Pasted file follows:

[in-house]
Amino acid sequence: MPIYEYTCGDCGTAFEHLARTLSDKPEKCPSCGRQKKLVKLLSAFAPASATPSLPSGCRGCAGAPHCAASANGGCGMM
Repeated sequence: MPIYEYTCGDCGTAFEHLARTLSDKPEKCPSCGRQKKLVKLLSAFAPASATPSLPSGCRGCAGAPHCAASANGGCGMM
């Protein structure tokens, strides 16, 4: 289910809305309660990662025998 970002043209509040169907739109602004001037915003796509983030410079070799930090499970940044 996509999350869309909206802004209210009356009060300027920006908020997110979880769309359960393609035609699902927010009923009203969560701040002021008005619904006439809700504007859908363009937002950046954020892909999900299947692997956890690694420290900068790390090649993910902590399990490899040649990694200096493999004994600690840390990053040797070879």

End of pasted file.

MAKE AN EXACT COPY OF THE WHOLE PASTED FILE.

[in-house]
Amino acid sequence: MPIYEYTCGDCGTAFEHLARTLSDKPEKCPSCGRQKKLVKLLSAFAPASATPSLPSGCRGCAGAPHCAASANGGCGMM
Repeated sequence: MPIYEYTCGDCGTAFEHLARTLSDKPEKCPSCGRQKKLVKLLSAFAPASATPSLPSGCRGCAGAPHCAASANGGCGMM
């Protein structure tokens, strides 16, 4: 289910809305309660990662025998 970002043209509040169907739109602004001037915003796509983030410079070799930090499970940044 996509999350869309909206802004209210009356009060300027920006908020997110979880769309359960393609035609699902927010009923009203969560701040002021008005619904006439809700504007859908363009937002950046954020892909999900299947692997956890690694420290900068790390090649993910902590399990490899040649990694200096493999004994600690840390990053040797070879």